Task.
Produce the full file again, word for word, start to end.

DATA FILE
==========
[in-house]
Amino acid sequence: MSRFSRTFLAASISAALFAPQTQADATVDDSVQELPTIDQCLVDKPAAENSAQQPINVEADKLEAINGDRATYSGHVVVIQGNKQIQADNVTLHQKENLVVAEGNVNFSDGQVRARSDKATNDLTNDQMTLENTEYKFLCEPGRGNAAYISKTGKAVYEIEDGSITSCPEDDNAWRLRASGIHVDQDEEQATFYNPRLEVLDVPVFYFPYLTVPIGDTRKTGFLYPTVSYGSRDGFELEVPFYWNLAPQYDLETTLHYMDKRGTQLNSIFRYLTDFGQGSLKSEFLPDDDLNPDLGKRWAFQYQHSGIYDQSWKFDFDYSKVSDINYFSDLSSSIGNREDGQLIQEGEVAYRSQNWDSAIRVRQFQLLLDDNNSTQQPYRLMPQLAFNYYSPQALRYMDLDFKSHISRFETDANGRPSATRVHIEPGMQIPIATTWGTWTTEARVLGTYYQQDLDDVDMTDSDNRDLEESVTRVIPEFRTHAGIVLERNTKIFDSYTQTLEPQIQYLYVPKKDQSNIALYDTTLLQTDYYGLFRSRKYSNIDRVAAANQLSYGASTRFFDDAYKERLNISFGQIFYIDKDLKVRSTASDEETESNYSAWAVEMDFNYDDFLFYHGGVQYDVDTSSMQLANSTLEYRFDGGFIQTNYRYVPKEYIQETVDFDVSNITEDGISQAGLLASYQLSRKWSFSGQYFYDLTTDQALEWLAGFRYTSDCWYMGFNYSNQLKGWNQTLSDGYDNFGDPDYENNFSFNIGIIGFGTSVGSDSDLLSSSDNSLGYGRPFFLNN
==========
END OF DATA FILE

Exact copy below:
[in-house]
Amino acid sequence: MSRFSRTFLAASISAALFAPQTQADATVDDSVQELPTIDQCLVDKPAAENSAQQPINVEADKLEAINGDRATYSGHVVVIQGNKQIQADNVTLHQKENLVVAEGNVNFSDGQVRARSDKATNDLTNDQMTLENTEYKFLCEPGRGNAAYISKTGKAVYEIEDGSITSCPEDDNAWRLRASGIHVDQDEEQATFYNPRLEVLDVPVFYFPYLTVPIGDTRKTGFLYPTVSYGSRDGFELEVPFYWNLAPQYDLETTLHYMDKRGTQLNSIFRYLTDFGQGSLKSEFLPDDDLNPDLGKRWAFQYQHSGIYDQSWKFDFDYSKVSDINYFSDLSSSIGNREDGQLIQEGEVAYRSQNWDSAIRVRQFQLLLDDNNSTQQPYRLMPQLAFNYYSPQALRYMDLDFKSHISRFETDANGRPSATRVHIEPGMQIPIATTWGTWTTEARVLGTYYQQDLDDVDMTDSDNRDLEESVTRVIPEFRTHAGIVLERNTKIFDSYTQTLEPQIQYLYVPKKDQSNIALYDTTLLQTDYYGLFRSRKYSNIDRVAAANQLSYGASTRFFDDAYKERLNISFGQIFYIDKDLKVRSTASDEETESNYSAWAVEMDFNYDDFLFYHGGVQYDVDTSSMQLANSTLEYRFDGGFIQTNYRYVPKEYIQETVDFDVSNITEDGISQAGLLASYQLSRKWSFSGQYFYDLTTDQALEWLAGFRYTSDCWYMGFNYSNQLKGWNQTLSDGYDNFGDPDYENNFSFNIGIIGFGTSVGSDSDLLSSSDNSLGYGRPFFLNN